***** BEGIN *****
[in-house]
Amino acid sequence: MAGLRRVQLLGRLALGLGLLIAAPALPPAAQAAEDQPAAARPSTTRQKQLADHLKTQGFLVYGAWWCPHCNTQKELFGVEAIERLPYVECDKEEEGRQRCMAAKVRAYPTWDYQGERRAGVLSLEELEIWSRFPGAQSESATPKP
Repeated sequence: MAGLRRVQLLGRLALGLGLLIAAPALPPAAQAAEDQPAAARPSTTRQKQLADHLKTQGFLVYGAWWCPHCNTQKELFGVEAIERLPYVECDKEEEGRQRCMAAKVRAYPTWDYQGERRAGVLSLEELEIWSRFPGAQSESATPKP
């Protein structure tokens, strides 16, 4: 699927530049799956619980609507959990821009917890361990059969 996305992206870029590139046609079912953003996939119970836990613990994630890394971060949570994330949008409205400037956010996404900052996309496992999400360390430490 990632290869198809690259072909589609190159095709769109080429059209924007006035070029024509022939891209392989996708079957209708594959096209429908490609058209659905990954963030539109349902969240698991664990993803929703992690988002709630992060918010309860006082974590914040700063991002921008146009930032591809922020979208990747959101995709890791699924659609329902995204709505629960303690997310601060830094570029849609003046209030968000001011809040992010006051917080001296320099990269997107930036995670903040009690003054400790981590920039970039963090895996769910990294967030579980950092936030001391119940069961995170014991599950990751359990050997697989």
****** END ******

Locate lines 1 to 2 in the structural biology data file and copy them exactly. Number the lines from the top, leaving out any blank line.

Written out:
[in-house]
Amino acid sequence: MAGLRRVQLLGRLALGLGLLIAAPALPPAAQAAEDQPAAARPSTTRQKQLADHLKTQGFLVYGAWWCPHCNTQKELFGVEAIERLPYVECDKEEEGRQRCMAAKVRAYPTWDYQGERRAGVLSLEELEIWSRFPGAQSESATPKP